The ability to show off your products and services at precisely the time buyers are seeking suppliers is a fundamental reason for the explosive proliferation of websites – surpassing eight billion indexed pages in 2004. The ability buyers have to find detailed information 24/7, in turn, spurs ever-greater usage of that information. The result has been an unprecedented upward circulation spiral.
This section details some of the ways to display products and services to make it easy for prospects and customers to use that information. The details suggest ways to go beyond the simple display of products and services information to gain interaction with buyers. Further ideas for Products and Services sections are given for manufacturing, healthcare, real estate and specialty retail sites.
Products & Services Overview
Start with an overview of your products or services (for ease of reading, we’ll simply refer to both products and services as ‘products’ from time to time). Even after you’ve developed product details on your site to include specifications, drawings, and other information to the nth degree, you want to give viewers a relatively simple overview to start with. Just like the home page, you do not want to overwhelm viewers with too much information at the start. You do want to give viewers enough information to determine that your products are indeed what they are looking for, enough highlights of the products or product families to position them competitively, and links to more detailed information to allow viewers to “drill down” for any and all information they may be interested in.
In planning and deploying the Products and Services section of your site, start with the Products and Services overview page. Sub-pages and sub-navigation can be built from there.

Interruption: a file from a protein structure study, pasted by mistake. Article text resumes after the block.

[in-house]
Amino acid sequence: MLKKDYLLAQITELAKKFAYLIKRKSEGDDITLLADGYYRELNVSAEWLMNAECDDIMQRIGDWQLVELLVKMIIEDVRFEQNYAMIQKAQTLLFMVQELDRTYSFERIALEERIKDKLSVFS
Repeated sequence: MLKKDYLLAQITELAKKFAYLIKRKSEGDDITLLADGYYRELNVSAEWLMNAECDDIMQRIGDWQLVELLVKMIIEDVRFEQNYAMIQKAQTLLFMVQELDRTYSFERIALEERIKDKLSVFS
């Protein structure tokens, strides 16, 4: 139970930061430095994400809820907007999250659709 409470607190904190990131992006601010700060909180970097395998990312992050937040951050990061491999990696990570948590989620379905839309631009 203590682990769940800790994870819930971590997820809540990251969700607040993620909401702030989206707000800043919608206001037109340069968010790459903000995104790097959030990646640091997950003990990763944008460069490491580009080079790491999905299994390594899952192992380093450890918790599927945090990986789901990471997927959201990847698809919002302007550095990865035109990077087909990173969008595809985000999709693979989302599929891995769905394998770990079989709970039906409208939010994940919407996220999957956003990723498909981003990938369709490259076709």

Often your product overview page can show the range of products, applications and more. The product overview is essentially a secondary home page, giving a general overview of your products while detailing via links and synopses the breadth and depth of detailed product information available on your site.
Remember to include calls to action on your product pages. The old direct marketing axiom, AIDA, for attention, interest, desire, and action, is appropriate for web pages. Buyers often come to your site with their full attention … after all, they searched you out. Their interest and desire are already whetted. Call out ways to get action, from using links to your Contact Us page. Suggest that buyers “Call Toll-Free” for more information. Offer online interactive support to get buyers to communicate with you.
Products & Services Sub-Navigation
The product overview and product subpages should contain the primary site navigation and open up a new level of sub-navigation as product information details are incorporated into the site. This sub-navigation should allow viewers to return to the product overview at any time, while also allowing navigation to other product sub-pages without having to ‘climb back up the ladder’ to the product overview page.
If there are a number of primary product pages with corresponding sub-pages, each primary page should have its own sub-navigation that relates to that product’s own supplemental information.
Sub-pages and sub-navigation should be as consistent as possible across products to make viewing multiple products routinely and intuitive (i.e., once you’ve navigated one, you’ve navigated them all). For example, if you offer products that have sub-pages including applications pages and product accessories, these applications and accessories sub-pages should be offered to the viewer in a consistent format. That format includes having the sub-navigation available on the first screen (and perhaps again at the bottom of the page) and having the navigation show the user where they’re at (i.e., what product applications or accessories page they are on).
If other product information is offered that isn’t really in the form of web sub-pages per se, but the additional offerings do give more product information (for example, product videos, or the same web page content albeit in PDF form) these items should also be offered in a consistent way across product pages and on the first screen for each (and, again, perhaps once more at the bottom of the page).